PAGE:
Microsoft today warned of continued attack activity exploiting Zerologon (CVE-2020-1472), a critical elevation of privilege flaw affecting the Netlogon protocol. The Department of Homeland Security's Cybersecurity and Infrastructure Security Agency (CISA) has issued an alert to spread awareness of the activity.
Zerologon was patched in August but became a top security concern after discovery of publicly available exploit code. A remote attacker could exploit this vulnerability and breach unpatched Active Directory domain controllers, then obtain domain administrator access.
Earlier this month, Microsoft observed an Iranian advanced persistent threat (APT) group known as Mercury using the vulnerability in active attack campaigns. CISA has also detected nation-state activity exploiting Zerologon that has often, but not exclusively, targeted federal and state, local, tribal, and territorial (SLTT) government networks.
"Deploying the August 11, 2020 security update or later release to every domain controller is the most critical first step toward addressing this vulnerability," Aanchal Gupta, vice president of engineering for the Microsoft Security Response Center (MSRC), writes in a blog post.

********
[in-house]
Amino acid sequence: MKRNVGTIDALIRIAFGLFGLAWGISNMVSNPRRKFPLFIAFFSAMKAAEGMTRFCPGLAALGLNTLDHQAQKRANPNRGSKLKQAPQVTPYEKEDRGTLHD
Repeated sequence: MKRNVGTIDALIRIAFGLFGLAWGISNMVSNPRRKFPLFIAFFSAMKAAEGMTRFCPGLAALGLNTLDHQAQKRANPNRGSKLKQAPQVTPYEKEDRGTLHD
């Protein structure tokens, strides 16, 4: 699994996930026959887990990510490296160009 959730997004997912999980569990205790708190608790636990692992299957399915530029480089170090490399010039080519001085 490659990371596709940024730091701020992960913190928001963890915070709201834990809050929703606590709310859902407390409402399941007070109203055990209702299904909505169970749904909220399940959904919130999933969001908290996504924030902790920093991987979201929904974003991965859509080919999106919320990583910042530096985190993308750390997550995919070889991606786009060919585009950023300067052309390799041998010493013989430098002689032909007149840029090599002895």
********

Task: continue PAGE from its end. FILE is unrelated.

"Once fully deployed, Active Directory domain controller and trust accounts will be protected alongside Windows domain-joined machine accounts." He advises businesses to find devices making vulnerable connections by monitoring event logs, and to address noncompliant devices.
CISA urges administrators to patch their domain controllers immediately: "Until every domain controller is updated, the entire infrastructure remains vulnerable, as threat actors can identify and exploit a vulnerable system in minutes," officials write.